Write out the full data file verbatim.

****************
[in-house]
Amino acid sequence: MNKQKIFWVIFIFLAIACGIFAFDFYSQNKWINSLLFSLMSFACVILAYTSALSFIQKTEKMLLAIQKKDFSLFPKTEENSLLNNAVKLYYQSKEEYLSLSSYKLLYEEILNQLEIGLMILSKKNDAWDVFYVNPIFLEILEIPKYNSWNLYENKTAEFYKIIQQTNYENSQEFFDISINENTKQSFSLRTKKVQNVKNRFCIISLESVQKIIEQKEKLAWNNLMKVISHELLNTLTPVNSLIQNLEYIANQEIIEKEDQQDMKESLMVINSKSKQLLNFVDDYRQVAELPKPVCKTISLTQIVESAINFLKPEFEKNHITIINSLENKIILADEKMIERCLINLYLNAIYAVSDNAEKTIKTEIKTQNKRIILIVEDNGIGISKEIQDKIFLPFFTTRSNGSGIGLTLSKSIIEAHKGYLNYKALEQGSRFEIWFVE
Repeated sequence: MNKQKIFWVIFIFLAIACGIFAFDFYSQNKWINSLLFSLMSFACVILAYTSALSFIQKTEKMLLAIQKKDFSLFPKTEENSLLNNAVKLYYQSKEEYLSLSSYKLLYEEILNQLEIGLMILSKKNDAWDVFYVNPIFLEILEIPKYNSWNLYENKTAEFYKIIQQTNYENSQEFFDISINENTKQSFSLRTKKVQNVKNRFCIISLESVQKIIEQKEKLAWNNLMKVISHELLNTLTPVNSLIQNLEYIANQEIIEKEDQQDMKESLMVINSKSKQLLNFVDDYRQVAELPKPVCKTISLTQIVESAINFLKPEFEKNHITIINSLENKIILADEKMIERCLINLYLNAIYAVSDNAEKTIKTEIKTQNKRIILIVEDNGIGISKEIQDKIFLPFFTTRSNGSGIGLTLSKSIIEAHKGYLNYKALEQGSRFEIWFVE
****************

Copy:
[in-house]
Amino acid sequence: MNKQKIFWVIFIFLAIACGIFAFDFYSQNKWINSLLFSLMSFACVILAYTSALSFIQKTEKMLLAIQKKDFSLFPKTEENSLLNNAVKLYYQSKEEYLSLSSYKLLYEEILNQLEIGLMILSKKNDAWDVFYVNPIFLEILEIPKYNSWNLYENKTAEFYKIIQQTNYENSQEFFDISINENTKQSFSLRTKKVQNVKNRFCIISLESVQKIIEQKEKLAWNNLMKVISHELLNTLTPVNSLIQNLEYIANQEIIEKEDQQDMKESLMVINSKSKQLLNFVDDYRQVAELPKPVCKTISLTQIVESAINFLKPEFEKNHITIINSLENKIILADEKMIERCLINLYLNAIYAVSDNAEKTIKTEIKTQNKRIILIVEDNGIGISKEIQDKIFLPFFTTRSNGSGIGLTLSKSIIEAHKGYLNYKALEQGSRFEIWFVE
Repeated sequence: MNKQKIFWVIFIFLAIACGIFAFDFYSQNKWINSLLFSLMSFACVILAYTSALSFIQKTEKMLLAIQKKDFSLFPKTEENSLLNNAVKLYYQSKEEYLSLSSYKLLYEEILNQLEIGLMILSKKNDAWDVFYVNPIFLEILEIPKYNSWNLYENKTAEFYKIIQQTNYENSQEFFDISINENTKQSFSLRTKKVQNVKNRFCIISLESVQKIIEQKEKLAWNNLMKVISHELLNTLTPVNSLIQNLEYIANQEIIEKEDQQDMKESLMVINSKSKQLLNFVDDYRQVAELPKPVCKTISLTQIVESAINFLKPEFEKNHITIINSLENKIILADEKMIERCLINLYLNAIYAVSDNAEKTIKTEIKTQNKRIILIVEDNGIGISKEIQDKIFLPFFTTRSNGSGIGLTLSKSIIEAHKGYLNYKALEQGSRFEIWFVE